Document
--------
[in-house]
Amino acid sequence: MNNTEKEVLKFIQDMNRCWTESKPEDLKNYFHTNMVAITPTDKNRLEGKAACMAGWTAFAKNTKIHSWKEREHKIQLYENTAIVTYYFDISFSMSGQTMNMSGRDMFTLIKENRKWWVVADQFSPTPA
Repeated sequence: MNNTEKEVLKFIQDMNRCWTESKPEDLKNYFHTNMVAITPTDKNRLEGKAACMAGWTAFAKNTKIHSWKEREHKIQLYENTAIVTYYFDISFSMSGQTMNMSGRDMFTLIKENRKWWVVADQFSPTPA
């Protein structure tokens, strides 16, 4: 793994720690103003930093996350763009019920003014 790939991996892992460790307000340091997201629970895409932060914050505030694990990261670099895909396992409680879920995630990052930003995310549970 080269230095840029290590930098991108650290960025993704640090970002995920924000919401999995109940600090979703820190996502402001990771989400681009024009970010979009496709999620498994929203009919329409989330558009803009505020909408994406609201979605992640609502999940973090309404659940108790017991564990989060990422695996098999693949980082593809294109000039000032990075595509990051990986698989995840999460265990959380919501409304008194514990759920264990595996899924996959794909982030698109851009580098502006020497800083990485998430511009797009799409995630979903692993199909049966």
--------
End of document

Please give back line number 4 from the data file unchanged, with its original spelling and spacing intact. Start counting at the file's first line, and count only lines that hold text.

């Protein structure tokens, strides 16, 4: 793994720690103003930093996350763009019920003014 790939991996892992460790307000340091997201629970895409932060914050505030694990990261670099895909396992409680879920995630990052930003995310549970 080269230095840029290590930098991108650290960025993704640090970002995920924000919401999995109940600090979703820190996502402001990771989400681009024009970010979009496709999620498994929203009919329409989330558009803009505020909408994406609201979605992640609502999940973090309404659940108790017991564990989060990422695996098999693949980082593809294109000039000032990075595509990051990986698989995840999460265990959380919501409304008194514990759920264990595996899924996959794909982030698109851009580098502006020497800083990485998430511009797009799409995630979903692993199909049966």